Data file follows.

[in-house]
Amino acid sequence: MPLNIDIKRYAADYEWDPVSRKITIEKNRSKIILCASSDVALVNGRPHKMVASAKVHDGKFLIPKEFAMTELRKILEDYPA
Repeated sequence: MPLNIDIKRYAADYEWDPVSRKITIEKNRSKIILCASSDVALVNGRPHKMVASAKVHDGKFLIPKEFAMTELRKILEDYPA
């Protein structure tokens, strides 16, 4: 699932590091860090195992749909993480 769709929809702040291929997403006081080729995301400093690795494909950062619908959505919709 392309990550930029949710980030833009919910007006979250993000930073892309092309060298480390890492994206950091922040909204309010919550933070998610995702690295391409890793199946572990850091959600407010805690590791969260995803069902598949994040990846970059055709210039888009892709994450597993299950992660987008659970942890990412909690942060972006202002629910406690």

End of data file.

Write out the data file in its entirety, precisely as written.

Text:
[in-house]
Amino acid sequence: MPLNIDIKRYAADYEWDPVSRKITIEKNRSKIILCASSDVALVNGRPHKMVASAKVHDGKFLIPKEFAMTELRKILEDYPA
Repeated sequence: MPLNIDIKRYAADYEWDPVSRKITIEKNRSKIILCASSDVALVNGRPHKMVASAKVHDGKFLIPKEFAMTELRKILEDYPA
């Protein structure tokens, strides 16, 4: 699932590091860090195992749909993480 769709929809702040291929997403006081080729995301400093690795494909950062619908959505919709 392309990550930029949710980030833009919910007006979250993000930073892309092309060298480390890492994206950091922040909204309010919550933070998610995702690295391409890793199946572990850091959600407010805690590791969260995803069902598949994040990846970059055709210039888009892709994450597993299950992660987008659970942890990412909690942060972006202002629910406690």